The Home Office’s response to the MAC’s Tier 2 reviews – the Good, the Expensive and the Uncertain…
On 24 March the government announced the actions it will be taking in response to the Migration Advisory Committee’s reports following its recent reviews of the Tier 2 visa category. The proposed changes are set out below:
Tier 2 (General)
- The resident labour market test exemption for Tier 4 students switching to Tier 2 will remain in place
- Overseas graduates will be given extra weighting in the annual Tier 2 (General) limit, meaning it will be easier for prospective employers to obtain restricted certificates of sponsorship for them
- Nurses will remain on the Shortage Occupation List but employers will need to carry out the resident labour market test before recruiting from overseas
- Nurses, paramedics, radiographers and some teachers will be exempt from the new increased Tier 2 (General) salary threshold for experienced workers (exemption will end July 2019)
- The current minimum salary threshold of £20,800 for new entrants will remain in place (although note that the SOC Codes may still require a higher salary level to be paid)
- Graduates will be able to switch roles within the same employer once they have secured a permanent job.
Tier 2 (ICT)
- A new, lower annual salary threshold of £23,000 will apply to those in the Graduate Trainee sub-category and places available will increase to 20 per employer per year
- The ‘high earners’ salary threshold for the Long-Term Staff sub-category will reduce to £120,000 from April 2017
- The requirement for those in the Long-Term Staff category to have 12 months’ employment with the overseas entity before they are eligible for sponsorship will be removed where their salary is over £73,900.
A new Immigration Skills Charge will be levied on employers who sponsor migrant workers under Tier 2 (both General and ICT). The charge will be £1,000 per person sponsored per year from April 2017. A reduced rate of £364 per person per year will apply to small and charitable sponsors. An exemption will apply to migrant workers in PhD roles, Tier 2 (Intra-Company Transfer) Graduate Trainees, and those switching from Tier 4 to Tier 2.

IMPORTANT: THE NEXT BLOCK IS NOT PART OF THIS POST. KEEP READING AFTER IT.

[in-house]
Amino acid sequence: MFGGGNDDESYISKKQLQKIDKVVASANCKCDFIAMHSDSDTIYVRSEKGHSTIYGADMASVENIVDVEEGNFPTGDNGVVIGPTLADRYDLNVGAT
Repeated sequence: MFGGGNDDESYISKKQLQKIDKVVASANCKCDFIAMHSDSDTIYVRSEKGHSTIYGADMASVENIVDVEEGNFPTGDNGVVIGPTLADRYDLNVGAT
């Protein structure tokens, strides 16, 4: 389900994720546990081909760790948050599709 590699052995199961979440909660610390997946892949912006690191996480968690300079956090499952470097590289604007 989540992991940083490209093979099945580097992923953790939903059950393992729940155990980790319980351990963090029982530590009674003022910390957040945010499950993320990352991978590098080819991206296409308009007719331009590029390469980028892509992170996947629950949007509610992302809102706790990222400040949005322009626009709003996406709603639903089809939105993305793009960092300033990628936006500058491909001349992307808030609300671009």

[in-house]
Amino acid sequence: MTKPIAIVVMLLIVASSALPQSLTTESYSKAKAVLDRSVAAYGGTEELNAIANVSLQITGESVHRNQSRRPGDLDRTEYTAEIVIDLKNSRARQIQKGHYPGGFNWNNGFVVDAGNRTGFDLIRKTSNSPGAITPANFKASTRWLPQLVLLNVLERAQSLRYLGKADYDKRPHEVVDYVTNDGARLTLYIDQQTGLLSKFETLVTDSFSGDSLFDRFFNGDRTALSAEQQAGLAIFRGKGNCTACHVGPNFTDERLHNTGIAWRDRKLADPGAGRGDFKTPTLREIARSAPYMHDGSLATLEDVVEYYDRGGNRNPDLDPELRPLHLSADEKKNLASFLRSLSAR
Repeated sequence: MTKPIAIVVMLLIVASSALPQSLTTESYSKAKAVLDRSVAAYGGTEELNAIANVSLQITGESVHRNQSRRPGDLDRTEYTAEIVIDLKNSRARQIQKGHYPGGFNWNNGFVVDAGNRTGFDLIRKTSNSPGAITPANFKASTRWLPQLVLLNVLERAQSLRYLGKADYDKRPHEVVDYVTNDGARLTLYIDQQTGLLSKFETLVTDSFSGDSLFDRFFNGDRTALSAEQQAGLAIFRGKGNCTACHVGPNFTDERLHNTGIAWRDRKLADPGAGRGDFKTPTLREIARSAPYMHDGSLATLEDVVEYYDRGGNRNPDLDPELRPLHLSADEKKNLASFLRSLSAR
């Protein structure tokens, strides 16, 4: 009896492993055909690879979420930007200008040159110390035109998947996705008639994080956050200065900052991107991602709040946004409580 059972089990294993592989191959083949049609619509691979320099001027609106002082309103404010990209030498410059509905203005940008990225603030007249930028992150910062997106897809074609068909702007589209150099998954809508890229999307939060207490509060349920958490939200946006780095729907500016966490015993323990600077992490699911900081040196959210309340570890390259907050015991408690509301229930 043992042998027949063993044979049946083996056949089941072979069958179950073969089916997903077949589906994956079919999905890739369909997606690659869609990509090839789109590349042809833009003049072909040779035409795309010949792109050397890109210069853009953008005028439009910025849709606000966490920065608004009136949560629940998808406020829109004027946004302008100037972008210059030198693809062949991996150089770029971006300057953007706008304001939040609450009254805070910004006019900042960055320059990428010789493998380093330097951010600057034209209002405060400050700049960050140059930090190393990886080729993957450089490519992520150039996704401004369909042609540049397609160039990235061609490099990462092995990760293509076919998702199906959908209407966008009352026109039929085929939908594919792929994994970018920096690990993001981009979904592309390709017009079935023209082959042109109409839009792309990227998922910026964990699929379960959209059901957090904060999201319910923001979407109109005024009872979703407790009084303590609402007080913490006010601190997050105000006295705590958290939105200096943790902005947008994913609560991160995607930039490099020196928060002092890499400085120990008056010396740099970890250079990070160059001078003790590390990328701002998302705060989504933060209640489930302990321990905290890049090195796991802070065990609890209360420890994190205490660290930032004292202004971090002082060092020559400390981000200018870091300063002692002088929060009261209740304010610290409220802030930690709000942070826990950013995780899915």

Tier 2 (General)
- New annual salary threshold for experienced workers of £25,000 from Autumn 2016, rising to £30,000 in April 2017
Tier 2 (ICT)
- The Immigration Health Surcharge will apply to ICT applications from Autumn 2016 onwards
- New increased salary threshold of £30,000 for those in the Short-Term Staff sub-category
- A new, single ICT category with a minimum salary of £41,500 will be introduced. The Skills Transfer sub-category will be closed to new applicants in Autumn 2016 and the Short-Term Staff sub-category will be closed to new applicants in April 2017 – employers will need to use a new, general ICT category instead
- The resident labour market test will be waived where the visas to be granted are pursuant to the relocation of a high-value business to the UK or, potentially, an inward investment project. These applications will also be prioritised in the Tier 2 (General) annual quota. However, there is as yet no further guidance on the type of situations this will apply to.
- The use of allowances in calculating salaries under Tier 2 (ICT) will be reviewed and further changes may be made.
- The Immigration Rules for work visa categories will apparently be simplified, but we do not yet know what the revised rules will look like.
Over the next 12 months we will be monitoring these changes carefully. We will provide further and more detailed updates and analysis in Autumn 2016 and April 2017 when the changes are due to come in.
In the meantime, if you have any queries or would like to discuss these changes please get in touch with your usual contact in the Immigration team.
News & Insights
NDAs – an update following publication of the EHRC guidance
When should employers take legal advise on how to use confidentiality agreements (non-disclosure agreements) legitimately?
The menopause - can business afford to ignore the potential productivity loss of 14 million days a year?
It is clearly in the interests of business to retain the talent and experience of those working women who are dealing with the menopause.
The Score: Episode 2 - Employment issues in sport
Podcast discussing some of the legal issues prevalent in employment within sport today, including the recent Jess Varnish ruling.